DAILY TELEGRAPH (UK: What the next generation wants: Roland Gribben finds that young entrepreneurs have very clear ideas of their expectations from the new government: “The insight into the political thinking of young people starting to climb the entrepreneurial ladder emerges from research by Shell LiveWIRE, the non-financial support service provided by the Anglo-Dutch oil giant…” (ShellNews.net) 21 April 05
Labour has strong support from the next generation of business leaders shows a poll published today. More than 40 per cent of the 1,000 young entrepreneurs polled say they believe Labour will create the best environment for them after the election compared with a 27 per cent rating for Conservatives and just under 22 per cent for the Liberal Democrats.
Gordon Brown, not surprisingly, earns top billing as the "best next Chancellor" with just over 50 per cent of the votes, leaving his rivals lagging well behind. Oliver Letwin (C) attracted support from 21 per cent and Vince Cable (Lib Dem) almost 16 per cent.
There is, paradoxically, strong criticism about the performance of the Government. Less than one per cent say they were enthused by the political talk about the "enterprise culture" to set up on their own, while more than half felt they did not get enough support from either government or its agencies.
The insight into the political thinking of young people starting to climb the entrepreneurial ladder emerges from research by Shell LiveWIRE, the non-financial support service provided by the Anglo-Dutch oil giant to 16- to 30-year-olds considering or running a business of their own.
Duncan Robbie, the project director, said the organisation had been working with young entrepreneurs for more than 25 years and had felt it was time to find out more about their thinking.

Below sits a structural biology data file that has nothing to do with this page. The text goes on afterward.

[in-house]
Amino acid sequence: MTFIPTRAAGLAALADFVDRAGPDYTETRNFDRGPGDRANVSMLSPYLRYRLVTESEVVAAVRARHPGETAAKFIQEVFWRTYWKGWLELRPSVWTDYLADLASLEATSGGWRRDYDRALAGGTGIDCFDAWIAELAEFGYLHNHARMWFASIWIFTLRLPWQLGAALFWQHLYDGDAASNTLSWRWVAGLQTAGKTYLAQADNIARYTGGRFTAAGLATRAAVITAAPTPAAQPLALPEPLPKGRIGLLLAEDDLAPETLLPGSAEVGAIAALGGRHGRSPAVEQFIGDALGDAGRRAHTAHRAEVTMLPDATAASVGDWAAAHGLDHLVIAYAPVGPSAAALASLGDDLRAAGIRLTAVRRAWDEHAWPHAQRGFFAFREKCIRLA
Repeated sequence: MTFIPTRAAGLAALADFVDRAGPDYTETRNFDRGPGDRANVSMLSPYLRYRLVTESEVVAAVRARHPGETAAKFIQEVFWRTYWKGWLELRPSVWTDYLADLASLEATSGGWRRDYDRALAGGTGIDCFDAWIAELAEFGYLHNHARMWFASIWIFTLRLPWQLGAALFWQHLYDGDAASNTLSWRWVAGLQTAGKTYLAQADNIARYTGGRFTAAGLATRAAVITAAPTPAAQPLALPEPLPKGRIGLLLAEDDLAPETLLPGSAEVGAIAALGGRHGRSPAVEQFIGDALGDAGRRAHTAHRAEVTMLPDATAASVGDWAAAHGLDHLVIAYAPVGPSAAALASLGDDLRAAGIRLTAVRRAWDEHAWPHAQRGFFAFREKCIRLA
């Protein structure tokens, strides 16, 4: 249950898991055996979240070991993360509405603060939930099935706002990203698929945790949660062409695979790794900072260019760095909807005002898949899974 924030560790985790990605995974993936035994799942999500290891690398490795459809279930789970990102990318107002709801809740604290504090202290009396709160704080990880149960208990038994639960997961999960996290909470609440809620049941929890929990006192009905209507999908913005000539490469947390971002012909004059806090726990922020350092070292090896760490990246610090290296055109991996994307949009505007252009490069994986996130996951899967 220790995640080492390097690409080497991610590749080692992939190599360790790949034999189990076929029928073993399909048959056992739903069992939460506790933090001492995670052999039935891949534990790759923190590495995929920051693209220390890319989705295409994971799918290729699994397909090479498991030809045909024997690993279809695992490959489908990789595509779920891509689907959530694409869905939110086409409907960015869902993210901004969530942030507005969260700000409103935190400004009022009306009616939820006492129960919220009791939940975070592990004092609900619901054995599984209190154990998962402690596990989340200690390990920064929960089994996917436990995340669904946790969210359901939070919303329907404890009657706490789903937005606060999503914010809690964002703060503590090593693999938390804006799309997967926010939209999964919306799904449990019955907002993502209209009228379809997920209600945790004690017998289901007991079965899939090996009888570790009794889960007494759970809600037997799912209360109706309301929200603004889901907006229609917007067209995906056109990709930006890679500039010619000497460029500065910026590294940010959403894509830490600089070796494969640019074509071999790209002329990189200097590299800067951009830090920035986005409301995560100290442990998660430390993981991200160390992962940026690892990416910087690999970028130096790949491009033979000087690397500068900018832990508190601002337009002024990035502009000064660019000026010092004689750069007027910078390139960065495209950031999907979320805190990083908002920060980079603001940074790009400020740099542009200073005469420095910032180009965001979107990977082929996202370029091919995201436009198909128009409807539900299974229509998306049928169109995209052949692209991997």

"Undoubtedly two of the most interesting results were on government funding and what was seen as a need for a reduction in taxation and National Insurance," he said.
"They are very interested in politics because of the effect it has on their business but the support for Labour could be influenced by the fact that most of them have only experienced a Labour government."
The Shell LiveWIRE survey highlights differences between the regions and the sexes on key questions. Uncertainties about the post-election atmosphere are reflected in the 52 per cent who "don't know" what the next administration will deliver. While Labour attracts majority support as the party likely to provide the best environment, 28 per cent of female entrepreneurs put the Lib Dems ahead of the Conservatives. Women rate Oliver Letwin (21.4 per cent) only marginally ahead of Vince Cable (20.4 per cent) in the race for second place in the "best Chancellor" stakes while Wales is the only area where Mr Letwin is level pegging with Mr Brown at 30.4 per cent.
Almost three out of four entrepreneurs plan to vote on May 5. An even greater number have no hesitation in listing their two main priorities for the next administration - more funding for start-ups (47 per cent) and tax cuts (38 per cent).
There is, predictably, little enthusiasm for further changes to employment legislation (3.4 per cent) or a specific cross-departmental body for small business start-ups (6.7 per cent), while tax levels (31 per cent) and red tape (30 per cent) are seen as the biggest threats to a successful business.
The answers to questions on the main barriers to success boil down to a cry for help. Almost 30 per cent cite a lack of advice at school or university and ignorance about where to go for help and advice. Nearly 20 per cent say they are frustrated by the absence of advice tailored to young people.
Role models, notably Sir Richard Branson and James Dyson, emerge as motivators behind the desire to set up in business.
The former regional and national winners of the annual Shell LiveWIRE awards are rising stars among young entrepreneurs. Business2 interviewed five of them whose views reflected the results of the survey.
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